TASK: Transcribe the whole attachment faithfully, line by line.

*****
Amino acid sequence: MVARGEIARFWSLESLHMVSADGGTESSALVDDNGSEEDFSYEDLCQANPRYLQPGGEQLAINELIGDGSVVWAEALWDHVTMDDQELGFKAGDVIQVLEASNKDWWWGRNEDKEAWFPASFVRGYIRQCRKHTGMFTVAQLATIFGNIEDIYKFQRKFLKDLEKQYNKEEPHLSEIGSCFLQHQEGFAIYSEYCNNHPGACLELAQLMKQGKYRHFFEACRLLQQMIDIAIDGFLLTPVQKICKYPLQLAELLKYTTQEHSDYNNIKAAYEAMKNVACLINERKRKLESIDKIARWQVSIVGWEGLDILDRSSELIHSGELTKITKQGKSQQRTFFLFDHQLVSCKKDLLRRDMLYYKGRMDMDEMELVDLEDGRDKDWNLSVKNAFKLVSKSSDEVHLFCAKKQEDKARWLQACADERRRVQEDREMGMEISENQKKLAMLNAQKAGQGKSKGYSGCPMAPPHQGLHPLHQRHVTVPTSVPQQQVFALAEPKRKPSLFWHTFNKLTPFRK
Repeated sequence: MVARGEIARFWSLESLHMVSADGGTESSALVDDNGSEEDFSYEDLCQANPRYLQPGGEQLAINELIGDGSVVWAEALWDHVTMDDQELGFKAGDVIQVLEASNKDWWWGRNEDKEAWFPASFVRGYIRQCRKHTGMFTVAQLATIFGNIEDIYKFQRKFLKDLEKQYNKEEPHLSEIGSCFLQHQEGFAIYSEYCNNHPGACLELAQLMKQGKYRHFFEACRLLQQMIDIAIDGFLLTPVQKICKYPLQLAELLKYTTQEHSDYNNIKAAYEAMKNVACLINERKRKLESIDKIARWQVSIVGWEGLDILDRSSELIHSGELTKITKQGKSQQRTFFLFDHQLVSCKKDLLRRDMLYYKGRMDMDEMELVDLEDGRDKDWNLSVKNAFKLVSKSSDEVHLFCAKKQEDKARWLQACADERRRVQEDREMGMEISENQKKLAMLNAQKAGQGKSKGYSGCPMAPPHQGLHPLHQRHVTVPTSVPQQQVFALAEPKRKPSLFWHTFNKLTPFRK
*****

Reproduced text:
Amino acid sequence: MVARGEIARFWSLESLHMVSADGGTESSALVDDNGSEEDFSYEDLCQANPRYLQPGGEQLAINELIGDGSVVWAEALWDHVTMDDQELGFKAGDVIQVLEASNKDWWWGRNEDKEAWFPASFVRGYIRQCRKHTGMFTVAQLATIFGNIEDIYKFQRKFLKDLEKQYNKEEPHLSEIGSCFLQHQEGFAIYSEYCNNHPGACLELAQLMKQGKYRHFFEACRLLQQMIDIAIDGFLLTPVQKICKYPLQLAELLKYTTQEHSDYNNIKAAYEAMKNVACLINERKRKLESIDKIARWQVSIVGWEGLDILDRSSELIHSGELTKITKQGKSQQRTFFLFDHQLVSCKKDLLRRDMLYYKGRMDMDEMELVDLEDGRDKDWNLSVKNAFKLVSKSSDEVHLFCAKKQEDKARWLQACADERRRVQEDREMGMEISENQKKLAMLNAQKAGQGKSKGYSGCPMAPPHQGLHPLHQRHVTVPTSVPQQQVFALAEPKRKPSLFWHTFNKLTPFRK
Repeated sequence: MVARGEIARFWSLESLHMVSADGGTESSALVDDNGSEEDFSYEDLCQANPRYLQPGGEQLAINELIGDGSVVWAEALWDHVTMDDQELGFKAGDVIQVLEASNKDWWWGRNEDKEAWFPASFVRGYIRQCRKHTGMFTVAQLATIFGNIEDIYKFQRKFLKDLEKQYNKEEPHLSEIGSCFLQHQEGFAIYSEYCNNHPGACLELAQLMKQGKYRHFFEACRLLQQMIDIAIDGFLLTPVQKICKYPLQLAELLKYTTQEHSDYNNIKAAYEAMKNVACLINERKRKLESIDKIARWQVSIVGWEGLDILDRSSELIHSGELTKITKQGKSQQRTFFLFDHQLVSCKKDLLRRDMLYYKGRMDMDEMELVDLEDGRDKDWNLSVKNAFKLVSKSSDEVHLFCAKKQEDKARWLQACADERRRVQEDREMGMEISENQKKLAMLNAQKAGQGKSKGYSGCPMAPPHQGLHPLHQRHVTVPTSVPQQQVFALAEPKRKPSLFWHTFNKLTPFRK